writeToConsole(`| ${(item["differenceFrequencyPercent"] * 100).toFixed(2).padStart(6, " ")} `, "console");
        writeToConsole("|<br/>", "console");
    }

    writeToConsole("-".repeat(width) + "<br/>", "console");
}


function printAsGraph(BenfordTable)
{
    writeToConsole("<br/>  <span class='greenbg'>Benford's Distribution</span><br/>", "console");
    writeToConsole("  <span class='redbg'>Data                  </span><br/><br/>", "console");

    writeToConsole("  0%       10%       20%       30%       40%       50%<br/>", "console");
    writeToConsole("  |         |         |         |         |         |<br/>", "console");

    for(let item of BenfordTable)
    {
        writeToConsole(` ${item["n"]} <span class="greenbg">${" ".repeat(item["BenfordFrequencyPercent"] * 100)}</span><br/>  <span class="redbg">${" ".repeat(item["dataFrequencyPercent"] * 100)}</span><br/>`, "console");
    }
}

calculateBenford

This function is at the core of this whole project. Firstly we need a constant array of Benfordian probabilities, an empty array to store the results, and an array of first digits obtained using a map function. These are then passed to the getDigitsFrequencies function which I will get to later.

After declaring a set of variables for use within a loop we iterate from 1 to 9, setting various variable values for the current digit. These are then pushed onto the results array as an object. (I first wrote this with the calculations within the object-creation code but it looked a mess so I split them out purely to make the code neater.)

If it still isn't clear exactly what this function is creating don't panic, further down we'll see the results printed out in a grid.

getDigitsFrequencies

A simple function which iterates the firstDigits array and keeps running totals of the counts of each digit 1-9, using these digits to index the digitCounts array. (Note that 0 is unused.)

printAsTable

Here we print out the data generated in calculateBenford in a grid with one row for each of the digits 1-9.

printAsGraph

This function prints the same data but in a graph format with two bars per digit 1-9. The top bar in green represents the Benfordian Distribution and the lower bar in red represents the actual data.

Now we need a couple of functions to generate test data.

benfordtestdata.js

function getRandomData()
{
    // Returns a list of 1000 numbers approximately
    // following the uniform distribution NOT the
    // Benford Distribution.

    const randomData = new Array(1000);

    for(let i = 0; i < 1000; i++)
    {
        randomData[i] = Math.floor(Math.random() * 1000);
    }

    return randomData;
}


function getBenfordData()
{
    // Returns a list of approximately 1000 numbers
    // approximately following the Benford Distribution.

    const BENFORD_PERCENTAGES = [0, 0.301, 0.176, 0.125, 0.097, 0.079, 0.067, 0.058, 0.051, 0.046];

    let BenfordData = [];

    let randomfactor;
    let start;
    let max;

    for(let firstdigit = 1; firstdigit <= 9; firstdigit++)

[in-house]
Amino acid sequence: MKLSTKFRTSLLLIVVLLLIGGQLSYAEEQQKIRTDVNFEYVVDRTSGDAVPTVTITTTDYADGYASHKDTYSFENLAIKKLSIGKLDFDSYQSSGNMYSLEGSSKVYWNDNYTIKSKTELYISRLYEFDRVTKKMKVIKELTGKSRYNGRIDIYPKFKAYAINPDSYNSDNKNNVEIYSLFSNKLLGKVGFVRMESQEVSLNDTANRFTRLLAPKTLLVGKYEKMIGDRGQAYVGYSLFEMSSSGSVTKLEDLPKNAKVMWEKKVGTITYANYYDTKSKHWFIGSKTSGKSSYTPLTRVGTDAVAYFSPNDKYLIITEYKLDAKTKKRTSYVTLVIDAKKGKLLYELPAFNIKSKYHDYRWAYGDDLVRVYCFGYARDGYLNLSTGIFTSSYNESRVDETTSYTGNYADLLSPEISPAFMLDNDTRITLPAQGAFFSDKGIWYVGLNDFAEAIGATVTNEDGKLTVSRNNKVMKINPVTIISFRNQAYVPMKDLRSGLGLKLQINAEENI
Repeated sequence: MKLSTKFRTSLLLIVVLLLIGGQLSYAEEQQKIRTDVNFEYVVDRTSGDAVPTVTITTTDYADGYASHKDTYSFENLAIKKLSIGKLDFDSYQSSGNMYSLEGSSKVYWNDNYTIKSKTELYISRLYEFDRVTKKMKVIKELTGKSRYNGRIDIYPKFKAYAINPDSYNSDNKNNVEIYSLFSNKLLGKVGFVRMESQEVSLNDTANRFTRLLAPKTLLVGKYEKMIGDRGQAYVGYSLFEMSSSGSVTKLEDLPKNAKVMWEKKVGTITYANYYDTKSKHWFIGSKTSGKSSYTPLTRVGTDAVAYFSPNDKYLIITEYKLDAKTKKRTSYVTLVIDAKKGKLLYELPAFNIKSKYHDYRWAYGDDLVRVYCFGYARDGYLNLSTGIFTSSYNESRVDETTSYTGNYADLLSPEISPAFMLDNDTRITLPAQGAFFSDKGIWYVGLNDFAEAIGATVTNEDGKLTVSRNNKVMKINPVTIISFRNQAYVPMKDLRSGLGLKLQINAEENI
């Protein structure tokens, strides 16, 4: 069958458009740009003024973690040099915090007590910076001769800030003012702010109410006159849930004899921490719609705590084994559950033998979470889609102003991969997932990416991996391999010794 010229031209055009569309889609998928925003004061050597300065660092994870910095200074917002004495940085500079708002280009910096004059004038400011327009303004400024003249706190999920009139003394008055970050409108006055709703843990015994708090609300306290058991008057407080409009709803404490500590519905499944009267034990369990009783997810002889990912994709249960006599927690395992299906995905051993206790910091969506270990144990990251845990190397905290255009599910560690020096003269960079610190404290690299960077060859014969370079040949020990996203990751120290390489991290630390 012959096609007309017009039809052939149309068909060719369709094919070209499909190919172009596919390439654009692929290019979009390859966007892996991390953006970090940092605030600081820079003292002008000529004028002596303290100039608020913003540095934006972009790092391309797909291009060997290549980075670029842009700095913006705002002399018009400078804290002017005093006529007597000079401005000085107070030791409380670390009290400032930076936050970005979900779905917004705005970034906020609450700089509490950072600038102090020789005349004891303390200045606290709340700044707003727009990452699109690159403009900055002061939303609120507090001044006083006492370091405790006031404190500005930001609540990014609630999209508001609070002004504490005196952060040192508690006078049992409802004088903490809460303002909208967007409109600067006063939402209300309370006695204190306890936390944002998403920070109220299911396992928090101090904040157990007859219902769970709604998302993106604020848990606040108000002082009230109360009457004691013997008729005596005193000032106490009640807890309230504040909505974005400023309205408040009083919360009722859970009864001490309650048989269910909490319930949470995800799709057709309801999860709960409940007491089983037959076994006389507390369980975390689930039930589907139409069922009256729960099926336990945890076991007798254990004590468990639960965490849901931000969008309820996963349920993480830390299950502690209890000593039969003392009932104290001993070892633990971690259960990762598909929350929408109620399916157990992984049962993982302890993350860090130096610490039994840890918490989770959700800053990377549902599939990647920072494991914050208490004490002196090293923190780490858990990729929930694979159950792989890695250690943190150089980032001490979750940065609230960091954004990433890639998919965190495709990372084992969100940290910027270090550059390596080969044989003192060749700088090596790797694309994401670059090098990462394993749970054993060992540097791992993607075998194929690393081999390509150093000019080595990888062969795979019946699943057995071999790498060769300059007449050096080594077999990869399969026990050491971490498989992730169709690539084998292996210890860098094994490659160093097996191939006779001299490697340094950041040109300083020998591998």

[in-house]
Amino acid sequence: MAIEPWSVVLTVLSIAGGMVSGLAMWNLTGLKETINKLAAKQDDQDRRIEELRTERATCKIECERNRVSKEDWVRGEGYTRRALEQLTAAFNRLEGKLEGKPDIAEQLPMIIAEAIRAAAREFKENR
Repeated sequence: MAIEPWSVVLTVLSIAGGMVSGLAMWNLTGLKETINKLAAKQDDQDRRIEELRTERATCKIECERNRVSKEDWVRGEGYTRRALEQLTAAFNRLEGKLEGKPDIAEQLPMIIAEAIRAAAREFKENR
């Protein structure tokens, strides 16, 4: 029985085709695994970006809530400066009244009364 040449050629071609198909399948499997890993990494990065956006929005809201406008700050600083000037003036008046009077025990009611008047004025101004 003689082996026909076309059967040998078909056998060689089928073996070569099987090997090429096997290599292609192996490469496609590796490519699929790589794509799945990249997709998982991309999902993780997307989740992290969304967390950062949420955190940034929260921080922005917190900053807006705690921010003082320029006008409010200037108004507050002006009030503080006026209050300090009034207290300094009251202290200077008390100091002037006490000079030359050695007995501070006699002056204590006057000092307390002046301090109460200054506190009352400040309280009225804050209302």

{
        // get a random number between 0.8 and 1.2
        randomfactor = (Math.random() * 0.4) + 0.8;

        max = Math.floor(1000 * BENFORD_PERCENTAGES[firstdigit] * randomfactor);

        for(let numcount = 1; numcount < max; numcount++)
        {
            start = firstdigit * 1000;
            BenfordData.push(randBetween(start, start + 1000));
        }
    }

    return BenfordData;
}


function randBetween(min, max)
{
    const range = max - min;

    n = (Math.random() * range) + min;

    return n;
}

getRandomData

This is a very straightforward function which generates an array of 1000 random values between 1 and 1000. With this many values it is highly probable that the first digits will follow a Benfordian Distribution.

getBenfordData

This is more complex. For first digits 1 to 9 we generate a number of values, that number being in accordance with the Benfordian Distribution subject to slight random variations.

Finally a short function to try out our code.

benfordslawpage.js

window.onload = function()
{
    const data = getRandomData();
    // const data = getBenfordData();

    const BenfordTable = calculateBenford(data);

    printAsTable(BenfordTable);
    printAsGraph(BenfordTable);
}

If you open benfordslaw.htm in your browser you will see something like this.

A quick glance at the graph shows that the data (the red bars) is fairly evenly distributed, with no relationship to the Benford distribution (green) we would expect from genuine data.

The columns in the grid are:

  • n - the first digits

  • Data Freq and Pct - actual frequencies and percentages of each digit in the data

  • Benford Freq and Pct - frequencies and percentages of a perfect Benfordian Distribution

  • Difference Freq and Pct - differences between the actual data and the perfect Benfordian Distribution

In window.onload comment out the call to getRandomData, uncomment the call to getBenfordData, and refresh the page. You'll see something like this.

Here the data is a much closer fit to the Benford distribution. If we didn't know better we would think it was genuine.